“That is why it’s so important for me in this bridge role between basic science of discovery and deployment, to not sit here in the office and just write white papers about how keen and wonderful technologies are but actually to go out and work with utilities and utility associations in partnership to overcome whatever hurdles they have. Some of it is certainty about economics. We have a tool coming out of our office ― Reconductoring Economic and Financial Analysis (REFA) ― and the idea is that because reconductoring is not something that’s been done time and time again throughout the industry, we’ve created a tool to help decision-makers in the utility and in the regulatory bodies to assess the economic benefit of reconfiguring an existing transmission thoroughfare with high quality, highly efficient, advanced technology. 

“Our folks here in the Office of Electricity ― it’s kind of a fun thing we do ― I always talk to them about impact [slams hand on table], and I always slam the table when I talk about impact because that is really what our job is. It’s not just to do research, development and demonstration, but it’s to ensure it gets adopted in an accelerated fashion and at scale in the real world.”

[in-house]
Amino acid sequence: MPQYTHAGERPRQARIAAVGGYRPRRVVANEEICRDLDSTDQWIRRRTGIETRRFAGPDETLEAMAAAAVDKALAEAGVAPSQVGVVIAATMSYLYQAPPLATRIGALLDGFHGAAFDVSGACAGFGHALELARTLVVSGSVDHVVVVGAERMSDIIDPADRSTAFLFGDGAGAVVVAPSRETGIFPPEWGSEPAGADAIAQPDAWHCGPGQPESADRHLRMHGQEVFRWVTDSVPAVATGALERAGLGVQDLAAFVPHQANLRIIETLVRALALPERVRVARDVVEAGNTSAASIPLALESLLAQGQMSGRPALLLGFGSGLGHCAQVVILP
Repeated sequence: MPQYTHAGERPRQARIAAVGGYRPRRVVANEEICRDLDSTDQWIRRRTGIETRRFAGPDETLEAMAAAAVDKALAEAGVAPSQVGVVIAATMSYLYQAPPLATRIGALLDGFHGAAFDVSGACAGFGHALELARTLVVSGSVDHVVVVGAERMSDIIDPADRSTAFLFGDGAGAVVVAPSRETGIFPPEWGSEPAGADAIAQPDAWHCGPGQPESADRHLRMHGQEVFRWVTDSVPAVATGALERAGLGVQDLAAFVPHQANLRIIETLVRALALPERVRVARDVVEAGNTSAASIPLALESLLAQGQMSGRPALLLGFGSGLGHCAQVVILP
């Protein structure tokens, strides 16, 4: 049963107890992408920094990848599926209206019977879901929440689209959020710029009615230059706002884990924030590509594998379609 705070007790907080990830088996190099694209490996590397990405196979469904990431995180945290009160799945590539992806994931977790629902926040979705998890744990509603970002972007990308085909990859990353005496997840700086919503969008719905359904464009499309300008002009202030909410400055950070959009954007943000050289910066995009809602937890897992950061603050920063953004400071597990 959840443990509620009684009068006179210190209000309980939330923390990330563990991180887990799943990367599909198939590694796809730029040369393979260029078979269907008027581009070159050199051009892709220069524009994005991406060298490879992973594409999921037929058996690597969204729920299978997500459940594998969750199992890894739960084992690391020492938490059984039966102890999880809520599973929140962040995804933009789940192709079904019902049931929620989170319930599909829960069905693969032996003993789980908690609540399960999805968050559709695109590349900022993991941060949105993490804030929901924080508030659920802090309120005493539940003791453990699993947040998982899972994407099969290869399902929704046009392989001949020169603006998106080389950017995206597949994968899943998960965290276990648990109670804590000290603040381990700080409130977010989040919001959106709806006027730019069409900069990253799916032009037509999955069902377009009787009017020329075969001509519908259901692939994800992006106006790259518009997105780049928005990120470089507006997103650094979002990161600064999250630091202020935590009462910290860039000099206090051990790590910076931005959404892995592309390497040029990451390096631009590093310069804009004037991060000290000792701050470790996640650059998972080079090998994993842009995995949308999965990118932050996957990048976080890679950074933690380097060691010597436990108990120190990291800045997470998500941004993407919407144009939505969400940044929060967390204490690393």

Do you have any success stories you can share? 

“When the supply chain issues started being raised by industry and brought to the table here in the Department of Energy, the tip of the spear was distribution transformers. We brought together a convening of manufacturers, the folks who produce electrical steel, the folks from utility associations, all of them came to the table, and we discovered some things. One was there was simply way too much diversity in the design specifications for these transformers, and that slowed down the ability of manufacturers to build [them]. And we discovered that there was too little flexibility in the specification of individual components; so, if you said, ‘I want [a certain] component,’ and that wasn’t available, then it stopped your ability to complete a product instead of using something else.